I find great comfort in imagining that what we are seeking may be found inside ourselves, and that the potential for this may be present in the therapist and in the client and also in the direction of the therapeutic relationship. A client, Jane, showed me a drawing of a candle she had done, which she found to be a comfort. The light seemed to offer her a sense of hope, even when there was darkness. She described it as her interior candle and she had discovered it for herself. All the work that I could ever imagine doing with Jane seemed to be already done in some way, and perhaps she only needed a witness to her light. Jane’s candle also seemed to find the light in me, and others too, as it gave me an idea to buy some tealights, which I now use in my work with clients.

I remember another client who, as we came to the end of our work, describing it as though we were still connected by a golden thread, and saying they felt we had travelled to all the planets together and had ended up at the sun. They had originally presented with what could be called a dissociative process, and at times I felt like I was working with more than one client. I found this work fascinating, if not daunting at times, and had many hours of supervision. One day, I was eating an orange on the train, travelling back from work, thinking about this client and searching for a way to grasp a better understanding of their world. Taking a piece of the fruit and pulling it slowly apart gave me an image of how the whole orange had a section within it that could appear separate, yet was part of the whole orange. A little segment that could somehow seem disconnected from all the other parts of the orange. This felt like a powerful metaphor for the work with my client. At our next session, I decided to take in an orange and share with them my little story. The client said that they found this helpful. The part of themselves they had experienced as separate felt less threatening to them and it offered them a way of ‘all the bits coming back together.’ I asked if they knew what we should do next. They hesitated and seemed unsure. I said we should just eat the orange! I remember how we both laughed and shared a piece of fruit together in the session.

Another client showed me their painting of both of us sitting on a bench on the planet Mars, wearing our space suits. We were looking at a tiny blue dot in the sky, which they said was the earth, and I was pointing to it. The idea that we are living on a tiny blue dot had so much meaning for the client and helped them not only see how small they were, and insignificant, but inspired them to realise how big they were too, connected to everything in the universe.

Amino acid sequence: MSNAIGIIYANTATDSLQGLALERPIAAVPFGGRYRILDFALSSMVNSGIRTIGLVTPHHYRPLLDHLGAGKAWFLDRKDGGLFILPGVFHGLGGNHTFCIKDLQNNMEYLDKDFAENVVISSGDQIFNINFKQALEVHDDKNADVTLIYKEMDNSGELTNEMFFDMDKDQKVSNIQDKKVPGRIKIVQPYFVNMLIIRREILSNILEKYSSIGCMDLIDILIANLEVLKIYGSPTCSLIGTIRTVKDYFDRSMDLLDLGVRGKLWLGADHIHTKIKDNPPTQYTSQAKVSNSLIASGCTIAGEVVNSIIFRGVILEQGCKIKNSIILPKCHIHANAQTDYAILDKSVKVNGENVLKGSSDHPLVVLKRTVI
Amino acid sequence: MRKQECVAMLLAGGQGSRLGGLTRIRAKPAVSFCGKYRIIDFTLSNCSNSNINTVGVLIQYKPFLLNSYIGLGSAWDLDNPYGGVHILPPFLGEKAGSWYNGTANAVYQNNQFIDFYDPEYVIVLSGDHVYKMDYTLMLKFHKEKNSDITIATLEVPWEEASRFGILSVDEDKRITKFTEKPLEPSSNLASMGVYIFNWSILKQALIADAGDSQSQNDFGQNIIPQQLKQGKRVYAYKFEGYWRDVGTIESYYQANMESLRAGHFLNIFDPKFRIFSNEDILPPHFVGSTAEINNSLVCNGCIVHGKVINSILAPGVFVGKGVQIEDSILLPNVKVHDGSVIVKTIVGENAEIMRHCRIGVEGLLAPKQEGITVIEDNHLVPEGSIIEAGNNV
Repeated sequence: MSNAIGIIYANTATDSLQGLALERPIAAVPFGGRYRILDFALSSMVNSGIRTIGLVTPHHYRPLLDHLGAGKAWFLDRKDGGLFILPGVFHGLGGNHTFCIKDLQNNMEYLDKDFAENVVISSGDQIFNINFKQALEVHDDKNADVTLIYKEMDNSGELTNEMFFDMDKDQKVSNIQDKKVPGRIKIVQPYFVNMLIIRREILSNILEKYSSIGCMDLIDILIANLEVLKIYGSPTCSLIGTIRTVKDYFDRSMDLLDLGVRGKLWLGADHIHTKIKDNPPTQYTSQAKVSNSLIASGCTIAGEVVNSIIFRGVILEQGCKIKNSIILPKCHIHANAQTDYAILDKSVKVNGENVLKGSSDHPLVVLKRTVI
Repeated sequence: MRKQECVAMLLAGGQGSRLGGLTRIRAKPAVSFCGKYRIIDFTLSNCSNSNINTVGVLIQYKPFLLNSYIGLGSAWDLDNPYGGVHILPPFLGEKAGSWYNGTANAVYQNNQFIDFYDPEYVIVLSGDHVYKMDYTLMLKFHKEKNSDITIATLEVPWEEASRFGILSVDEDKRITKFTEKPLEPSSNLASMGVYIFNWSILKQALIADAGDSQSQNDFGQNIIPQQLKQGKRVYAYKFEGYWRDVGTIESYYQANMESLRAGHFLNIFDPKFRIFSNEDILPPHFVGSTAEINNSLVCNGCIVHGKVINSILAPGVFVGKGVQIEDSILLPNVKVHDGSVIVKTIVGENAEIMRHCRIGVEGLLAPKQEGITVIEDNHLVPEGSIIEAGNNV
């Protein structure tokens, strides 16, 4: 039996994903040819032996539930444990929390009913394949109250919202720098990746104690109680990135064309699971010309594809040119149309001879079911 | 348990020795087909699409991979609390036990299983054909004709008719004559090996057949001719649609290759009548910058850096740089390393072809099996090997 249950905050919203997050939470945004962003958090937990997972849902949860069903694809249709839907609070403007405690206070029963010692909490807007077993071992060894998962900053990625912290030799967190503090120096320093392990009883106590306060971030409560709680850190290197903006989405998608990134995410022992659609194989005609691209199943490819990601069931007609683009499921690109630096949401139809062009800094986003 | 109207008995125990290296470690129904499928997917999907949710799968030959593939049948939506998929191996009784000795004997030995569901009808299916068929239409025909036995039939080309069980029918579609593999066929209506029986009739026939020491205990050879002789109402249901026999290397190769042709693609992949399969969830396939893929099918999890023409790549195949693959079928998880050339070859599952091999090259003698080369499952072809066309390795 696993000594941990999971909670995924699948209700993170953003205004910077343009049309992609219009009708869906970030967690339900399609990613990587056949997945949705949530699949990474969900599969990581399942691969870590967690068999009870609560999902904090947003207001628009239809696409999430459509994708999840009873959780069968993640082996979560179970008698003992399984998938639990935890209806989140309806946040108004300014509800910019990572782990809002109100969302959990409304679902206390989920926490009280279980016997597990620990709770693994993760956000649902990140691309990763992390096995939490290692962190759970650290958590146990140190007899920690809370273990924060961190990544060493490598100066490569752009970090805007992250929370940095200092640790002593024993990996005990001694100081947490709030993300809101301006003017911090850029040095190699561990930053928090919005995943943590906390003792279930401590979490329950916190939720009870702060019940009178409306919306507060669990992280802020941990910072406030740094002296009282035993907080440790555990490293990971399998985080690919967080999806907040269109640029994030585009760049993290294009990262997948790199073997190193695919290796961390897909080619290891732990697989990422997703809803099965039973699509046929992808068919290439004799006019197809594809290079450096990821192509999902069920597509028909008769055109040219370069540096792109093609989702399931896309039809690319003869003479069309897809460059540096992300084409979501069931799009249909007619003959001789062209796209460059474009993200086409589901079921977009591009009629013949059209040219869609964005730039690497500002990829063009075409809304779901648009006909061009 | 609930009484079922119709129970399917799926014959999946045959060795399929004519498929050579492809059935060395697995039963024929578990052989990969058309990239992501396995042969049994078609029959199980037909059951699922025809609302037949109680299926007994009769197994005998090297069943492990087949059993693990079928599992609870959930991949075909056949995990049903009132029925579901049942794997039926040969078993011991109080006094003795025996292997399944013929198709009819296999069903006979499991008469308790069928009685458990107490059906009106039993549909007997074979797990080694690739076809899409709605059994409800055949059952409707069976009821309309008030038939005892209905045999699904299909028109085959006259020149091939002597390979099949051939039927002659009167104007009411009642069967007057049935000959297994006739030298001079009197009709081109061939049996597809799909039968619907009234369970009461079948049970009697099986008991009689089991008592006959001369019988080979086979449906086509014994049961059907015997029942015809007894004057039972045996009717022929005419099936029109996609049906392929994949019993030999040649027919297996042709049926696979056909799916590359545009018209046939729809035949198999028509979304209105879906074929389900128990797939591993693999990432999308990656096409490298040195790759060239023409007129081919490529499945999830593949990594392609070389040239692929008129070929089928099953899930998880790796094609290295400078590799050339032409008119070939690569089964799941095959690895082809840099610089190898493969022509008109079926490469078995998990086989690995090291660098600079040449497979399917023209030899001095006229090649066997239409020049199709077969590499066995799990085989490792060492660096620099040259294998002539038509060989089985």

There are many stories like these that I have come across with clients where they seem to access some energy from outside themselves and from their imagination, which seems to help them in their healing. It is as if there is a presence of energy that enables change and growth which seems available in some way if the right conditions are attended to in therapy. Perhaps this is where the universe is made welcome in our work as therapists by our being open to the mystery.

If we separate the word ‘insignificance’ it can become ‘in significance’. I like the notion that we are all in significance, and I think our view can only expand when we look for more and have the confidence to look at things differently.

And, finally, there was the client who brought in a photo of themselves as a baby to show me during a session. That particular day, I had also taken in a crystal, wrapped in a little cloth bag. I wanted to show them how the crystal reflected light. As it turned out, my little bag seemed to be made out of the same material and pattern as their baby clothes, and we also discovered that the meaning of the client’s name was light! This was quite remarkable for both of us and in some ways helped deepen our work together.

I know that, to some, the notion of a fifth wave and what I have attempted to describe, may sound rather strange. I am the first to admit that I have a particular interest in the possibility of a fifth wave. However, I am reflecting on some of my work with clients and their unique ways of expressing and understanding themselves, that don’t appear to be mainstream. It seems to help their growth in some way that’s difficult to explain, and it encourages me to explore this further. I am passionate about people being helped to reconnect to parts of themselves and become more of the person they have the potential to be. And what I hope for in my work seems no different to the aspirations of all the others who have been inspired by the development of many therapeutic schools, past and present. I firmly believe that there is something more we can learn from our clients’ experiences too, and trust that there could be more being attended to than we know and that there is a directional presence towards growth, change and healing. And as we are all living in this universe, is the universe somehow able to express itself in us? Also, is the notion of a fifth wave in psychotherapy helpful at all, and could it be part of our evolution? If it is, what does it look like, what does it feel like and, indeed, are we experiencing the fifth wave already, but we just haven’t fully noticed yet?

Mike Moss is employed full time as a counsellor for children and young people by West Lothian Council and is a registered member of BACP. He lives in Edinburgh and has a small private practice offering supervision and training


1. Moss M. On becoming more, in the therapeutic relationship: an exploration of directional presence. COSCA Counselling In Scotland Journal 2017; Spring.
2. Small J. Embodying spirit. London: Harper and Collins; 1994.
3. Jalãl al-din Ru˜mi. Barks C (transl). The essential Rumi. San Francisco: HarperOne; 1997.
4. Rogers CR On becoming a person. London: Constable & Company; 1961.
5. www.thefreedictionary.com/Om (accessed 3 June 2018).